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Dylan Lardelli may have started playing a musical instrument a bit later than most people, but it has not slowed him down.
The guitarist and composer is making a name for himself with his works played around the world by musicians, including Lucas Vis, the Cygnus Ensemble, the New Zealand Symphony Orchestra, Stroma and 175 East.
It all started when Lardelli picked up his sister's guitar aged 7, although he did not start lessons until he was at high school in the Hawke's Bay.
He also began learning the cello at the same time.
However, he chose to concentrate on guitar when he went to Victoria University.
''I couldn't do everything. I picked it [the guitar] up more rapidly and I liked the fact you could accompany yourself.''
Lardelli also chose to study composition.
After graduating with a bachelor's degree in guitar performance and a master's degree in composition, he was named as composer in residence with the Auckland Philharmonia, before going on to study in Venice with Stefano Bellon in 2006, with support from Creative New Zealand's Edwin Carr Scholarship.
Later, with the help of a DAAD (German Academic Exchange), he studied with Dieter Mack at the Lubeck Musikhochschule (Lubeck Academy of Music) in Germany.
He has won a number of awards including the Asian Composers League Young Composers' Competition in 2003.
His pieces have been included in the Gaudeamus music week held in Amsterdam and the Darmstadt New Music Festival.
Lardelli was attracted to the Mozart Fellowship because of the opportunity to concentrate on his music for a full year.
The fellowship, formed in 1969, aims to aid and encourage composers in the practice and advancement of their art, to associate them with the life of the university and to foster an interest in contemporary music within the university and in the community.
It also provides the minimum salary of a fulltime university lecturer and a studio/office space for the year.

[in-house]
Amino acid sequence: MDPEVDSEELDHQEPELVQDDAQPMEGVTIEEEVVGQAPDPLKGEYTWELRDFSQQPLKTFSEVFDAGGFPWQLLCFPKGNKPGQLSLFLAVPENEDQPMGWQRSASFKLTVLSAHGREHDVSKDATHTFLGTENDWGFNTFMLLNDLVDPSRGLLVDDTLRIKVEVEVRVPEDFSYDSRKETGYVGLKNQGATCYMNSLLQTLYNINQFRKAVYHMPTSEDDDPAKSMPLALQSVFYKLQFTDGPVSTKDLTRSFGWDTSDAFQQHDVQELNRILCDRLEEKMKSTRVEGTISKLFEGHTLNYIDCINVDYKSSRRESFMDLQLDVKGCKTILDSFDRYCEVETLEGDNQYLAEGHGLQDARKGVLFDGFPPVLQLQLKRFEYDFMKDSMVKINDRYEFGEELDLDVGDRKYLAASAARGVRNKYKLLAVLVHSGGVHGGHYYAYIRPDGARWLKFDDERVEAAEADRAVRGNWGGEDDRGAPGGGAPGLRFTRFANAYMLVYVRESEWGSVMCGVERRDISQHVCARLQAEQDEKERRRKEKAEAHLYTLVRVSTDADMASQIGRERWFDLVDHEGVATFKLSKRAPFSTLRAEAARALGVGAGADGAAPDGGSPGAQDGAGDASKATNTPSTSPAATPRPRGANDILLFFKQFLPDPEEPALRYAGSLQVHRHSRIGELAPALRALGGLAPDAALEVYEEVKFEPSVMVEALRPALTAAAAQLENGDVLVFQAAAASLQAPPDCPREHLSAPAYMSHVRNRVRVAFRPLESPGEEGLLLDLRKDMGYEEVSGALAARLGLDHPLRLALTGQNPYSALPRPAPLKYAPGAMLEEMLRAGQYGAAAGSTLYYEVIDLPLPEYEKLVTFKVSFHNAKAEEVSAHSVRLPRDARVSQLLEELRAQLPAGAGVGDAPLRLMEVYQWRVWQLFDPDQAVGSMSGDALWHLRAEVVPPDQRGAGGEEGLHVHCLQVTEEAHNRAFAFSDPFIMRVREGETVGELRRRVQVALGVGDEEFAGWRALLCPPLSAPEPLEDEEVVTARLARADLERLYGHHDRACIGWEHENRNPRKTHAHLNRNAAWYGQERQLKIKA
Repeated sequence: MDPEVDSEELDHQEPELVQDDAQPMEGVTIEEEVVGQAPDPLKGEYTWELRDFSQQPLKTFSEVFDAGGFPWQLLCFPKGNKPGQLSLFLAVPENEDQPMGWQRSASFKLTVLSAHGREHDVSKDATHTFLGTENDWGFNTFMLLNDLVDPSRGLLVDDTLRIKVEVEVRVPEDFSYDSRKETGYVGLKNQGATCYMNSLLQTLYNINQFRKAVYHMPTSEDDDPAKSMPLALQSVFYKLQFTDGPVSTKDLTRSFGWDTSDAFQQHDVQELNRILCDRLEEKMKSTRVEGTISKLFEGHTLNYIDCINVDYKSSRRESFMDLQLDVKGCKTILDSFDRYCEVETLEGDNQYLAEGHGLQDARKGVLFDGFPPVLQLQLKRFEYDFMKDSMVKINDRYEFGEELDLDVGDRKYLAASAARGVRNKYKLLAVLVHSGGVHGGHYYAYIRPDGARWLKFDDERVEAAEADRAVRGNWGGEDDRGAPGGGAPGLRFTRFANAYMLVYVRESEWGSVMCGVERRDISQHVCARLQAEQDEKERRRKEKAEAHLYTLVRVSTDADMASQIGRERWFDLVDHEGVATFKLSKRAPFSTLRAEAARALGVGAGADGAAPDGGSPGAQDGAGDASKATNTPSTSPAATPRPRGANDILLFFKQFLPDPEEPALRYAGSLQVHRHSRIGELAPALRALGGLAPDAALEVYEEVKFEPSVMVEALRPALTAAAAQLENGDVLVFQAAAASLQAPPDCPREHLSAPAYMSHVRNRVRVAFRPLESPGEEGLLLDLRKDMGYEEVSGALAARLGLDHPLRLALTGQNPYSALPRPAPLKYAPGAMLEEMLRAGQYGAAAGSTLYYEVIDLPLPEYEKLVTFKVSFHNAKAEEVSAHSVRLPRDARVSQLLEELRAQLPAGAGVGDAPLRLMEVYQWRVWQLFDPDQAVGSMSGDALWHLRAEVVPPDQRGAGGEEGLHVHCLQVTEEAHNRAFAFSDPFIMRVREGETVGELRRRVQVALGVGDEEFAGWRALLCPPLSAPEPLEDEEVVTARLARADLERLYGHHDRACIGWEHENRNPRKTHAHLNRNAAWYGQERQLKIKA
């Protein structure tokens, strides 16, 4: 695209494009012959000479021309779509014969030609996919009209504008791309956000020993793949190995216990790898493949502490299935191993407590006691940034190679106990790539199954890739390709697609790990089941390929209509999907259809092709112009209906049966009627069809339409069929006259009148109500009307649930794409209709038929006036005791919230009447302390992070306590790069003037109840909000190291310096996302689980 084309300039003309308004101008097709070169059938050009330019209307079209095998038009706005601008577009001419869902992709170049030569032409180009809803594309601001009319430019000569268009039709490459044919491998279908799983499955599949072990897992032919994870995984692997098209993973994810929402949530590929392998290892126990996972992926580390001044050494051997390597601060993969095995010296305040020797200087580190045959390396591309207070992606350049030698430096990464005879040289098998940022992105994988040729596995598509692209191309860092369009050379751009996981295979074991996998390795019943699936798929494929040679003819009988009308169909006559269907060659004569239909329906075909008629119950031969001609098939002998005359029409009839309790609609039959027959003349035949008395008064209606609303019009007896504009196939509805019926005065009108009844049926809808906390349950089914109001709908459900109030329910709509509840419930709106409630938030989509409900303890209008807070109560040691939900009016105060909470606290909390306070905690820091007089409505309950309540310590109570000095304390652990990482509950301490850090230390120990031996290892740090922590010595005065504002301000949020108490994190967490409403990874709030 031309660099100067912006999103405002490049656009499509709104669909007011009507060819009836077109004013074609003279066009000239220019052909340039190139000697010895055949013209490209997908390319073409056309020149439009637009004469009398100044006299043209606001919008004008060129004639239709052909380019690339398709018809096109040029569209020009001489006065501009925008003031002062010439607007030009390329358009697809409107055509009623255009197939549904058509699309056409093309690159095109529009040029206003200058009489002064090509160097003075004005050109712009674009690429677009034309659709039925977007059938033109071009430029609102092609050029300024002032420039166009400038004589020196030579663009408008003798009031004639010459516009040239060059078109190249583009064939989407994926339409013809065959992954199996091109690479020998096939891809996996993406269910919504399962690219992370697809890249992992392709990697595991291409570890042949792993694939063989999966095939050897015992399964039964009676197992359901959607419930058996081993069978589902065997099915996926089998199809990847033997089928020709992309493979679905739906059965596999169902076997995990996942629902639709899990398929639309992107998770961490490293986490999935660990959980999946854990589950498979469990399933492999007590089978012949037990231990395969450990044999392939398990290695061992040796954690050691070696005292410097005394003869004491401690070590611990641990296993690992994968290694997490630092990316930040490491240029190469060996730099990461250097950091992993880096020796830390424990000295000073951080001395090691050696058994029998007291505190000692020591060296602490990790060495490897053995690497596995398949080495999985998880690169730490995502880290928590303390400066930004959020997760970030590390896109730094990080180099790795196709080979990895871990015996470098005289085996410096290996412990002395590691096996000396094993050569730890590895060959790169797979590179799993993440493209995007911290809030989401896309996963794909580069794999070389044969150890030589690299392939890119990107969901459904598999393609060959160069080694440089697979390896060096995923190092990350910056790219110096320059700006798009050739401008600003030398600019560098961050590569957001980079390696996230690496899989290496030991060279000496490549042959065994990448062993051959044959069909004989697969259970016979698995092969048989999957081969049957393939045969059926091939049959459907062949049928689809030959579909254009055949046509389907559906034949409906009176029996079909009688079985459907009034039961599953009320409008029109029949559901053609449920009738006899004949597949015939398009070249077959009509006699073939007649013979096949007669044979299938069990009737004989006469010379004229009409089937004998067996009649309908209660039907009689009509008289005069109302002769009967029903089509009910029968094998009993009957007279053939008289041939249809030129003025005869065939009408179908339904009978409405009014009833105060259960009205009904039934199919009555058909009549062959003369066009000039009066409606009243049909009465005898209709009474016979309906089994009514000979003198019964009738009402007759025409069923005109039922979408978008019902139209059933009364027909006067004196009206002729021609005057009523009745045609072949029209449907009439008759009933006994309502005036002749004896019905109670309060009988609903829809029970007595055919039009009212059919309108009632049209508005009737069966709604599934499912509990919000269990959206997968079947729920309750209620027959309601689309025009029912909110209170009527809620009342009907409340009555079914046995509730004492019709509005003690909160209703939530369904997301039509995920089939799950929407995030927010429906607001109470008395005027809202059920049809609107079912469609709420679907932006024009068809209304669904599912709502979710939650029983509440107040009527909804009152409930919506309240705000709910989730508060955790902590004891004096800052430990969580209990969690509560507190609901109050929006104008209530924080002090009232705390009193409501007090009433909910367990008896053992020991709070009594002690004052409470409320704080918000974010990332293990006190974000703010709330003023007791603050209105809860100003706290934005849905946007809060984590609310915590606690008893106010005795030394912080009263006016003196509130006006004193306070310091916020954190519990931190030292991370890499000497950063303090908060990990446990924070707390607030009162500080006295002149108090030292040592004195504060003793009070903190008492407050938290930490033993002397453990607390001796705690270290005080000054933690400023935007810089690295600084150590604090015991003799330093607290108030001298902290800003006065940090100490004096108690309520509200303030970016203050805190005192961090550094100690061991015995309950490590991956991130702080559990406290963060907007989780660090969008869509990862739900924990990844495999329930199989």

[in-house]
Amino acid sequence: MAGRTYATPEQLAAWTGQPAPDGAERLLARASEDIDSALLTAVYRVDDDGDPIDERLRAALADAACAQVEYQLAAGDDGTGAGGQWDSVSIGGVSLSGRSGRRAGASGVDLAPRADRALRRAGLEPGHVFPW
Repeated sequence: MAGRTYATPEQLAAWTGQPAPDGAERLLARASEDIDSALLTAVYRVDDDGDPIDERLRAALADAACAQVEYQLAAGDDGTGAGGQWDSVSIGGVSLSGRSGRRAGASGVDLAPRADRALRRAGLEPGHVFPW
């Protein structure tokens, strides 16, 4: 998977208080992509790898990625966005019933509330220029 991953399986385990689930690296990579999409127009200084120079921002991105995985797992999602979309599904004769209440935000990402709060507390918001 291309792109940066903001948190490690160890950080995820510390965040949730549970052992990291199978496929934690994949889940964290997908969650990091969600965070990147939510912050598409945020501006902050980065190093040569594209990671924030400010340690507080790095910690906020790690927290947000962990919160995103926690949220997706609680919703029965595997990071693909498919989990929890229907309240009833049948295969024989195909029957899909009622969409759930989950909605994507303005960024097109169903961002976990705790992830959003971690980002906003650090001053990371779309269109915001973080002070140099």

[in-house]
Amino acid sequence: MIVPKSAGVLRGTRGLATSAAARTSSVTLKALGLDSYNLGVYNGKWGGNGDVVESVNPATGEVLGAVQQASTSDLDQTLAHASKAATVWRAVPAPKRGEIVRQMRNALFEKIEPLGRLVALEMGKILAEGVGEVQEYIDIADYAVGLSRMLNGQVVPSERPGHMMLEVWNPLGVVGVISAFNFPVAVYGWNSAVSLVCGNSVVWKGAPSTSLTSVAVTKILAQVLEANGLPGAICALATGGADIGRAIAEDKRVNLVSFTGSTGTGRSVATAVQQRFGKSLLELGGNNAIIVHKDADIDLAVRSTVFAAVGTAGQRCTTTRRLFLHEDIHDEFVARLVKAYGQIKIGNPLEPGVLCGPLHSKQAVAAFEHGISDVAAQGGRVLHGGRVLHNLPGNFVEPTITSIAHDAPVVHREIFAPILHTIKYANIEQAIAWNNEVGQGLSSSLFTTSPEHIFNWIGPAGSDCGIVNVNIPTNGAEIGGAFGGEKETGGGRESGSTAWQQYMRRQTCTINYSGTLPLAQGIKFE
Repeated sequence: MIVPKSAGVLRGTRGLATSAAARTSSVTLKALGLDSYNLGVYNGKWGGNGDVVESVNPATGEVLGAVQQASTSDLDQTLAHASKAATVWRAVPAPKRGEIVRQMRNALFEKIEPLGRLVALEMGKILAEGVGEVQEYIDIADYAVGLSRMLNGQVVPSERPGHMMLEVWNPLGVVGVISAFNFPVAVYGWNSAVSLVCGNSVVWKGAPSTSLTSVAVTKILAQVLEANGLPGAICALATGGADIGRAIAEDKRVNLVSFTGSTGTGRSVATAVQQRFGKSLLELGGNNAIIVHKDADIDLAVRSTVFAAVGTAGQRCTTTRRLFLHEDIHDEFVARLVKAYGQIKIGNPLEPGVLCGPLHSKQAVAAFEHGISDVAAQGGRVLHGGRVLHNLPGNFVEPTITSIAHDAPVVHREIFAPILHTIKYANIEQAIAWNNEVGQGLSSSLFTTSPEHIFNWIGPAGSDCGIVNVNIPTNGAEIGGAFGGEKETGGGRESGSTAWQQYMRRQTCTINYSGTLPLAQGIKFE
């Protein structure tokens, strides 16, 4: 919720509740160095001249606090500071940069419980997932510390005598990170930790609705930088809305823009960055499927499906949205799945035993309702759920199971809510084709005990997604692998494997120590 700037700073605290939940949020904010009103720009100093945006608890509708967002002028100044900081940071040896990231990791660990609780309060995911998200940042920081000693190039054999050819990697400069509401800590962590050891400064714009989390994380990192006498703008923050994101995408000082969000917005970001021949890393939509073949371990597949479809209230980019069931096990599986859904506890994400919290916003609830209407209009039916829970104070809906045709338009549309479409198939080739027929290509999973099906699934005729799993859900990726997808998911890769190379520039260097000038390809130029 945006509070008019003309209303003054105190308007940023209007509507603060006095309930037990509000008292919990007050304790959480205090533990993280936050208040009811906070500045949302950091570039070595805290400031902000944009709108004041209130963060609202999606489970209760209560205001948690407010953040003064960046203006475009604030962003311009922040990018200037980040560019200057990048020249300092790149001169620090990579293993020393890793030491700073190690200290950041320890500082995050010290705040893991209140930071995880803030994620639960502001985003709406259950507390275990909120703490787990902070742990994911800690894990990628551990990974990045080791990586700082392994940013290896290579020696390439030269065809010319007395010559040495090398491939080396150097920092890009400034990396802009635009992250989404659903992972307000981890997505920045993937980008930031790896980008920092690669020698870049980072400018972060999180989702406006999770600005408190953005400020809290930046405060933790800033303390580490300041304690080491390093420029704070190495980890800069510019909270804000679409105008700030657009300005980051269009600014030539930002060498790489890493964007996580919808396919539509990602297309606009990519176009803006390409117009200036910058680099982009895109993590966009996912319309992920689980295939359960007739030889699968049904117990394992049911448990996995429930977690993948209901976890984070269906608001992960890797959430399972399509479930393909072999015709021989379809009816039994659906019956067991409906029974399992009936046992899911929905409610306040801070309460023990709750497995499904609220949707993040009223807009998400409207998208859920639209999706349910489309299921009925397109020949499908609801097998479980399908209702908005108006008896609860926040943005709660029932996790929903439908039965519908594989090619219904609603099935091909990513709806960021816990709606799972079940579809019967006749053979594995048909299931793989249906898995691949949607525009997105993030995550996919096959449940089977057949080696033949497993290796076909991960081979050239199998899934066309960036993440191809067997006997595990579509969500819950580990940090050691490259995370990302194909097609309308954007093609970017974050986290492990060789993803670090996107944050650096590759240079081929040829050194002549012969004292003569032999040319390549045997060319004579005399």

''I felt it was a good chance to concentrate on music for an extended period of time without having to worry about other things.''
The idea of coming to Dunedin also appealed to the musician because he had fond memories of the city from when his sister completed her PhD at the University of Otago.
''I wanted to discover the area, and I have a few colleagues I have worked with in the past in the city as well.''
He has already held his first concert at the Dunedin Public Art Gallery and hopes to do a few more throughout the year.
Next week, he is celebrating New Zealand Music Month by performing six guitar solos written by New Zealanders, including classical guitarist Matthew Marshall.
''I'll also play a few new pieces and one of mine and another by a Dunedin-based musician.''
He has a variety of projects planned. He has already completed a piece for a half German, half Japanese ensemble and has another ensemble piece in the works.
He enjoys working with ensembles and quartets and usually a relationship with a group begins by getting to know the group.
He has recently begun working with an oboe player and Ensemble Musikfabrik.
He also has an ongoing relationship with a group in Japan and performed in Tokyo in March.
The audiences in Japan are very attentive and really concentrate on a performance, he said.
''They're a bit more shy about approaching you, although some do, otherwise they are not that different to home.''
Lardelli prefers to limit his international travel to three trips a year.
''That's a good balance. It helps grow what I'm thinking about and what I want to work on.''
He usually writes in the afternoons and evenings after spending his mornings doing ''admin''.
''It takes a while for the imagination to start working.''
Lardelli hopes his year as Mozart Fellow will allow him to establish a few lasting relationships in Dunedin, as well as being able to focus on his writing.
''Connecting with the university is good, too.''